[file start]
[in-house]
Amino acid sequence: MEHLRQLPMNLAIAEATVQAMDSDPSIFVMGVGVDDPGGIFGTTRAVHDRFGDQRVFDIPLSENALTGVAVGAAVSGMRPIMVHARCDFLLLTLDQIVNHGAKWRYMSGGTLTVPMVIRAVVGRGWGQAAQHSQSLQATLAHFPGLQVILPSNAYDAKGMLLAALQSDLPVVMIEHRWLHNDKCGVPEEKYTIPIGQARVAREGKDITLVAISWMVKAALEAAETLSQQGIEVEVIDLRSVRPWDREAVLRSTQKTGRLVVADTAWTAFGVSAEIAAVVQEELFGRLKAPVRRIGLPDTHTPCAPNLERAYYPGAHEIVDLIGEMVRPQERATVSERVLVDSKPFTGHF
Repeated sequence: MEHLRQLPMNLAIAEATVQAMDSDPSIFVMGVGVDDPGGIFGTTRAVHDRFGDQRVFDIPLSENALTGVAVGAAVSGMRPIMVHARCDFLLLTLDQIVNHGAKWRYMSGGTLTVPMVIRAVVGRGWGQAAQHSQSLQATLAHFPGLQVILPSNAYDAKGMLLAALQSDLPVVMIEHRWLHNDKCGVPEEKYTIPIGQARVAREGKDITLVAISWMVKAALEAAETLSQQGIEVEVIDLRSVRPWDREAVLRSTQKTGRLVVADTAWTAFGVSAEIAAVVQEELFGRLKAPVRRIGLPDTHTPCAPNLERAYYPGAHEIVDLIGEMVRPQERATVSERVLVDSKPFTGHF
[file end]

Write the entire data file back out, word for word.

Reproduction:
[in-house]
Amino acid sequence: MEHLRQLPMNLAIAEATVQAMDSDPSIFVMGVGVDDPGGIFGTTRAVHDRFGDQRVFDIPLSENALTGVAVGAAVSGMRPIMVHARCDFLLLTLDQIVNHGAKWRYMSGGTLTVPMVIRAVVGRGWGQAAQHSQSLQATLAHFPGLQVILPSNAYDAKGMLLAALQSDLPVVMIEHRWLHNDKCGVPEEKYTIPIGQARVAREGKDITLVAISWMVKAALEAAETLSQQGIEVEVIDLRSVRPWDREAVLRSTQKTGRLVVADTAWTAFGVSAEIAAVVQEELFGRLKAPVRRIGLPDTHTPCAPNLERAYYPGAHEIVDLIGEMVRPQERATVSERVLVDSKPFTGHF
Repeated sequence: MEHLRQLPMNLAIAEATVQAMDSDPSIFVMGVGVDDPGGIFGTTRAVHDRFGDQRVFDIPLSENALTGVAVGAAVSGMRPIMVHARCDFLLLTLDQIVNHGAKWRYMSGGTLTVPMVIRAVVGRGWGQAAQHSQSLQATLAHFPGLQVILPSNAYDAKGMLLAALQSDLPVVMIEHRWLHNDKCGVPEEKYTIPIGQARVAREGKDITLVAISWMVKAALEAAETLSQQGIEVEVIDLRSVRPWDREAVLRSTQKTGRLVVADTAWTAFGVSAEIAAVVQEELFGRLKAPVRRIGLPDTHTPCAPNLERAYYPGAHEIVDLIGEMVRPQERATVSERVLVDSKPFTGHF